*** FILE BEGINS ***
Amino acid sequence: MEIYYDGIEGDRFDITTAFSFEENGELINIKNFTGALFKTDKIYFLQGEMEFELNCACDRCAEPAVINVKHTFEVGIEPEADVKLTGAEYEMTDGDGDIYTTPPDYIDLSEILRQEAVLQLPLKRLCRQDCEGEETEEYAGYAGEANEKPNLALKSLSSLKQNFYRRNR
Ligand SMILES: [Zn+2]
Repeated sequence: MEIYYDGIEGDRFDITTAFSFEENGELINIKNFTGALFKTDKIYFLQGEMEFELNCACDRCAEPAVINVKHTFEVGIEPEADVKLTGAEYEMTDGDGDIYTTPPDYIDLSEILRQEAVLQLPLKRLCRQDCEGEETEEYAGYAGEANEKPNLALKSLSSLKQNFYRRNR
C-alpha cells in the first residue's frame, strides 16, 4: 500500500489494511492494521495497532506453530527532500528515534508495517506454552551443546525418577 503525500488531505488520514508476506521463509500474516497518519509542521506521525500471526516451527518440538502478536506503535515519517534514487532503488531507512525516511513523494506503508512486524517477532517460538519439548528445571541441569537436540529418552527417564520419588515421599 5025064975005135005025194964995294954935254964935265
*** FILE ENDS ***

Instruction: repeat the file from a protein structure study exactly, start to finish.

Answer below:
Amino acid sequence: MEIYYDGIEGDRFDITTAFSFEENGELINIKNFTGALFKTDKIYFLQGEMEFELNCACDRCAEPAVINVKHTFEVGIEPEADVKLTGAEYEMTDGDGDIYTTPPDYIDLSEILRQEAVLQLPLKRLCRQDCEGEETEEYAGYAGEANEKPNLALKSLSSLKQNFYRRNR
Ligand SMILES: [Zn+2]
Repeated sequence: MEIYYDGIEGDRFDITTAFSFEENGELINIKNFTGALFKTDKIYFLQGEMEFELNCACDRCAEPAVINVKHTFEVGIEPEADVKLTGAEYEMTDGDGDIYTTPPDYIDLSEILRQEAVLQLPLKRLCRQDCEGEETEEYAGYAGEANEKPNLALKSLSSLKQNFYRRNR
C-alpha cells in the first residue's frame, strides 16, 4: 500500500489494511492494521495497532506453530527532500528515534508495517506454552551443546525418577 503525500488531505488520514508476506521463509500474516497518519509542521506521525500471526516451527518440538502478536506503535515519517534514487532503488531507512525516511513523494506503508512486524517477532517460538519439548528445571541441569537436540529418552527417564520419588515421599 5025064975005135005025194964995294954935254964935265